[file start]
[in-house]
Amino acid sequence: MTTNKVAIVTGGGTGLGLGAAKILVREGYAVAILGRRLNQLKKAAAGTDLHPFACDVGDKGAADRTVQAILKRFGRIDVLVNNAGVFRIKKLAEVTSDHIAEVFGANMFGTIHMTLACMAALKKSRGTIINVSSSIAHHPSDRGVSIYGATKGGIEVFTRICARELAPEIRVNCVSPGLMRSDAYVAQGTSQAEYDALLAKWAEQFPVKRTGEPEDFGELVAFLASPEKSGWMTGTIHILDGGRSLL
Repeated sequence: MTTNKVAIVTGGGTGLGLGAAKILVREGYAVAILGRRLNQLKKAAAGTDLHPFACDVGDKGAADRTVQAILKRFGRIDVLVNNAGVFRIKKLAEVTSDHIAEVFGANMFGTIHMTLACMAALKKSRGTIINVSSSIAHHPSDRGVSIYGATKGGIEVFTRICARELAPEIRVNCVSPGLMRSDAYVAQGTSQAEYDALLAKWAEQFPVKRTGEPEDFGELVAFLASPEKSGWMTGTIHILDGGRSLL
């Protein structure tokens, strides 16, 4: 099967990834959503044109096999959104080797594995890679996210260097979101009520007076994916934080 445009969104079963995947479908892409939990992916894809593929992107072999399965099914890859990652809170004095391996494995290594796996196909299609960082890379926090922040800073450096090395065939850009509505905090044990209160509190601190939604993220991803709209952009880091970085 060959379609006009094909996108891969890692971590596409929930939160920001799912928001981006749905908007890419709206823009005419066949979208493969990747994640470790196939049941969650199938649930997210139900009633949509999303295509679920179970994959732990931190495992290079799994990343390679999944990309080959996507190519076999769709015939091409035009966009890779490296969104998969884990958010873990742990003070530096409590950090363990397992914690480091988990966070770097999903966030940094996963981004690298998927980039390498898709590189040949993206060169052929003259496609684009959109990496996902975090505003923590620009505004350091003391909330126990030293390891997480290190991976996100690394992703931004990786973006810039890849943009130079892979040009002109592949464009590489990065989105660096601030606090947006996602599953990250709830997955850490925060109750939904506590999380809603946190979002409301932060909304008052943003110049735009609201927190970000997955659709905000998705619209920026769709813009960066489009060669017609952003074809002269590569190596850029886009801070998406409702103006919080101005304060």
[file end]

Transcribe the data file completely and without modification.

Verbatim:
[in-house]
Amino acid sequence: MTTNKVAIVTGGGTGLGLGAAKILVREGYAVAILGRRLNQLKKAAAGTDLHPFACDVGDKGAADRTVQAILKRFGRIDVLVNNAGVFRIKKLAEVTSDHIAEVFGANMFGTIHMTLACMAALKKSRGTIINVSSSIAHHPSDRGVSIYGATKGGIEVFTRICARELAPEIRVNCVSPGLMRSDAYVAQGTSQAEYDALLAKWAEQFPVKRTGEPEDFGELVAFLASPEKSGWMTGTIHILDGGRSLL
Repeated sequence: MTTNKVAIVTGGGTGLGLGAAKILVREGYAVAILGRRLNQLKKAAAGTDLHPFACDVGDKGAADRTVQAILKRFGRIDVLVNNAGVFRIKKLAEVTSDHIAEVFGANMFGTIHMTLACMAALKKSRGTIINVSSSIAHHPSDRGVSIYGATKGGIEVFTRICARELAPEIRVNCVSPGLMRSDAYVAQGTSQAEYDALLAKWAEQFPVKRTGEPEDFGELVAFLASPEKSGWMTGTIHILDGGRSLL
């Protein structure tokens, strides 16, 4: 099967990834959503044109096999959104080797594995890679996210260097979101009520007076994916934080 445009969104079963995947479908892409939990992916894809593929992107072999399965099914890859990652809170004095391996494995290594796996196909299609960082890379926090922040800073450096090395065939850009509505905090044990209160509190601190939604993220991803709209952009880091970085 060959379609006009094909996108891969890692971590596409929930939160920001799912928001981006749905908007890419709206823009005419066949979208493969990747994640470790196939049941969650199938649930997210139900009633949509999303295509679920179970994959732990931190495992290079799994990343390679999944990309080959996507190519076999769709015939091409035009966009890779490296969104998969884990958010873990742990003070530096409590950090363990397992914690480091988990966070770097999903966030940094996963981004690298998927980039390498898709590189040949993206060169052929003259496609684009959109990496996902975090505003923590620009505004350091003391909330126990030293390891997480290190991976996100690394992703931004990786973006810039890849943009130079892979040009002109592949464009590489990065989105660096601030606090947006996602599953990250709830997955850490925060109750939904506590999380809603946190979002409301932060909304008052943003110049735009609201927190970000997955659709905000998705619209920026769709813009960066489009060669017609952003074809002269590569190596850029886009801070998406409702103006919080101005304060």